The basic idea is to have a STM32 Arduino to use as "stimulus generator" for the CPLD (e.g. I2C master) and an Altera MAX II CPLD on the same board. In this way is easier to set up a complete "test bench" for the CPLD "application" (e.g. your custom I2C interface).
The CPLD Fun board in action:
The STM32F103 MCU is used as "stimulus generator" and as 8/36MHz clock generator for the CPLD, and is easily programmed using the friendly Arduino IDE through the USB connector.
Five push buttons (RST, BUT, USER1-USER3) and a led (PB1) are reserved to the MCU.
The STM32F103 MCU side is "Maple Mini" compatible, so it possible to use the STM32F103 Arduino core provided by http://www.stm32duino.com (more info here). For a short story about the Maple Mini and the stm32duino see here.
You need to flash the bootloader first using a cheap "St-Link V2" dongle through the SWD connector (or using a serial-USB adapter on the SERIAL connector. More info here).
To configure the CPLD (an EPM240T100C5 with 240 LEs, enough for some fun...) it is used the Quartus II IDE (free edition) and a cheap "USB Blaster" dongle through the JTAG connector.
A 4 digit 7-segment led display, four push buttons (USER4-USER7) and four leds (LED1-LED4) are reserved to the CPLD. There is also a connector for a common and cheap 1602A or 2014A LCD 5V module (that probably you already have got...).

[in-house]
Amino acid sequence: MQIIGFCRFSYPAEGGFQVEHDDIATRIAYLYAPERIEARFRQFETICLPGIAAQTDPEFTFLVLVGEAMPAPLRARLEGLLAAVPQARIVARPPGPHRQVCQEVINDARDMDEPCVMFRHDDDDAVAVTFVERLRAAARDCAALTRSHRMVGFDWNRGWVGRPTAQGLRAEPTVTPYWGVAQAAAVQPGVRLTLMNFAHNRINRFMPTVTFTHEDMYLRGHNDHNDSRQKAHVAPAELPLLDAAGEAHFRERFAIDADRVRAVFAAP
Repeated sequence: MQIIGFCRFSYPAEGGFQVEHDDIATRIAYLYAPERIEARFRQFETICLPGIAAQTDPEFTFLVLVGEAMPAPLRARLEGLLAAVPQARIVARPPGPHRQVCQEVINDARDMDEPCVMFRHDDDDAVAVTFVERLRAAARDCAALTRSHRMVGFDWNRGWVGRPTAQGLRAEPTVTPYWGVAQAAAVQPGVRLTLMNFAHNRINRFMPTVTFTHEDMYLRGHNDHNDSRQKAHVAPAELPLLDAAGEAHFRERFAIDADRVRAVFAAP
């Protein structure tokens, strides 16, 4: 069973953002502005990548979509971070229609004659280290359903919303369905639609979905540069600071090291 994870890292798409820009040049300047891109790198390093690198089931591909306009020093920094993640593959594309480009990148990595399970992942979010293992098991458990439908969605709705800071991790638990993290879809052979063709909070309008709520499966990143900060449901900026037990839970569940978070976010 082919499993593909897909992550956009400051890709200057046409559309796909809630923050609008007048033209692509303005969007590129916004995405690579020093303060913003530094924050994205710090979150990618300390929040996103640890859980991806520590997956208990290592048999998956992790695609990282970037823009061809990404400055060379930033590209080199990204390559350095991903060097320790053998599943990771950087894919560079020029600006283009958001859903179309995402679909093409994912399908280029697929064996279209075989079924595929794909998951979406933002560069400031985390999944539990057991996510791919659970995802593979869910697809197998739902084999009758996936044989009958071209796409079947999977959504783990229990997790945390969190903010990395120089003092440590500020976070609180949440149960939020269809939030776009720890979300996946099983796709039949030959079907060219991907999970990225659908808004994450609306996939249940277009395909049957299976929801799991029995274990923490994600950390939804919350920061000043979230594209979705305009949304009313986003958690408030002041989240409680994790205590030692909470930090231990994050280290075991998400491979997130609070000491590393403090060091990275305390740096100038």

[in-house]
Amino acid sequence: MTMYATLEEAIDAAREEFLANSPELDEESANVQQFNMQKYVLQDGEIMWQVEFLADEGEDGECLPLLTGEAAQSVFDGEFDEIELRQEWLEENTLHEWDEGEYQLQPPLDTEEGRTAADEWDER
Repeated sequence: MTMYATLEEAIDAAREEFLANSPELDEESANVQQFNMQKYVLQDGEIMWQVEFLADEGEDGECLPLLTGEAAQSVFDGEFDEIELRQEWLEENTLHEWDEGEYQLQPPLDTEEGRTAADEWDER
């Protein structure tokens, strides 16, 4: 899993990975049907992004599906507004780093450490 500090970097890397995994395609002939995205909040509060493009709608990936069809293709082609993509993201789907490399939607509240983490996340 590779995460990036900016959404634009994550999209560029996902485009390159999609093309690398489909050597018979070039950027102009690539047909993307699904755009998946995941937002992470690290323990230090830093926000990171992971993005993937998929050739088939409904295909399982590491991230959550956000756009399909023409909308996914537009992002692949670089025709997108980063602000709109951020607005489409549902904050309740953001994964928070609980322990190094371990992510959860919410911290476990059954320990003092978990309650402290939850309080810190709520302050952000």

On the CPLD side there are also a DEV_CLRn push button to clear all the internal FFs, and a DEV_OE jumper to force all the CPLD pins in HiZ (to use these two functions you must explicit enable them first in the Quartus II IDE).
An optional on-board 50MHz oscillator is available too (not assembled in the previous photos), and there are also two connectors for external oscillators.
There are 22 I/O lines that "join" the STM32 and the CPLD, and on every of them there is a pin of three connectors (TEST1, TEST2 and TEST3). In this way it is possible easily "observe" signals exchanged between them with a scope or a LA.
As far as I know, there is no commercial product that has this "feature".
On this 22 I/O lines there are available various peripherals (e.g. serial, I2C, SPI) on the MCU side.
There are also others 25 GPIOs on the CPLD side (GPIO1 and GPIO2 connectors).
It is possible to use the Arduino STM32 "side" or the CPLD "side" as a stand-alone dev board too, with the TEST1-TEST3 connectors acting as normal GPIOs (holding the pins of the other "side" in HiZ). This is an other unique "feature" of this board.
All this is shown in the following functional block diagram:
Typically, to program this board you need to use together the Arduino IDE for the MCU and the Quartus II IDE for the CPLD.
Here is a typical session (using the Quartus II schematic editor for the CPLD):
Of course you need two USB on you PC/Workstation, one to connect the Arduino IDE to the...Read more »